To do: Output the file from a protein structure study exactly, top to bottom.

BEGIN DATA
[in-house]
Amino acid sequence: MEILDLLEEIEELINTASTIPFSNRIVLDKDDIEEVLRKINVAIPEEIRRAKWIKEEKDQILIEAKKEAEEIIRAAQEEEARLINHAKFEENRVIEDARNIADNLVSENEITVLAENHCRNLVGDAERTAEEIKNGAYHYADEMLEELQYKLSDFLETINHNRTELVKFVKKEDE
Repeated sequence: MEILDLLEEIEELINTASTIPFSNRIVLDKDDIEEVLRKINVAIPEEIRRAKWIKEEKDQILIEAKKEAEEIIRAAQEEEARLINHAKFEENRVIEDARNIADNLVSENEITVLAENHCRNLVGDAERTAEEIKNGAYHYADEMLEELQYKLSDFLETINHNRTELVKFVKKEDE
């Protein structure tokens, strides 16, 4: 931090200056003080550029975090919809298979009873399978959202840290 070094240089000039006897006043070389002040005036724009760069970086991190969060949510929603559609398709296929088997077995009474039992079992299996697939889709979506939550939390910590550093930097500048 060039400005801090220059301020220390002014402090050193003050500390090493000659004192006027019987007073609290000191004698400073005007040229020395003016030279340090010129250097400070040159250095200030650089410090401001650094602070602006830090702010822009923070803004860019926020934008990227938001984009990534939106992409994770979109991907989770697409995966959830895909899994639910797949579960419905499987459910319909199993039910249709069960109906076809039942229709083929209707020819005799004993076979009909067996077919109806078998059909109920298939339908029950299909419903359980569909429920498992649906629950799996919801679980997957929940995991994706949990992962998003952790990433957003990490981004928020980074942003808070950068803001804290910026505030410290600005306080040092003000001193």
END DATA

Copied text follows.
[in-house]
Amino acid sequence: MEILDLLEEIEELINTASTIPFSNRIVLDKDDIEEVLRKINVAIPEEIRRAKWIKEEKDQILIEAKKEAEEIIRAAQEEEARLINHAKFEENRVIEDARNIADNLVSENEITVLAENHCRNLVGDAERTAEEIKNGAYHYADEMLEELQYKLSDFLETINHNRTELVKFVKKEDE
Repeated sequence: MEILDLLEEIEELINTASTIPFSNRIVLDKDDIEEVLRKINVAIPEEIRRAKWIKEEKDQILIEAKKEAEEIIRAAQEEEARLINHAKFEENRVIEDARNIADNLVSENEITVLAENHCRNLVGDAERTAEEIKNGAYHYADEMLEELQYKLSDFLETINHNRTELVKFVKKEDE
């Protein structure tokens, strides 16, 4: 931090200056003080550029975090919809298979009873399978959202840290 070094240089000039006897006043070389002040005036724009760069970086991190969060949510929603559609398709296929088997077995009474039992079992299996697939889709979506939550939390910590550093930097500048 060039400005801090220059301020220390002014402090050193003050500390090493000659004192006027019987007073609290000191004698400073005007040229020395003016030279340090010129250097400070040159250095200030650089410090401001650094602070602006830090702010822009923070803004860019926020934008990227938001984009990534939106992409994770979109991907989770697409995966959830895909899994639910797949579960419905499987459910319909199993039910249709069960109906076809039942229709083929209707020819005799004993076979009909067996077919109806078998059909109920298939339908029950299909419903359980569909429920498992649906629950799996919801679980997957929940995991994706949990992962998003952790990433957003990490981004928020980074942003808070950068803001804290910026505030410290600005306080040092003000001193």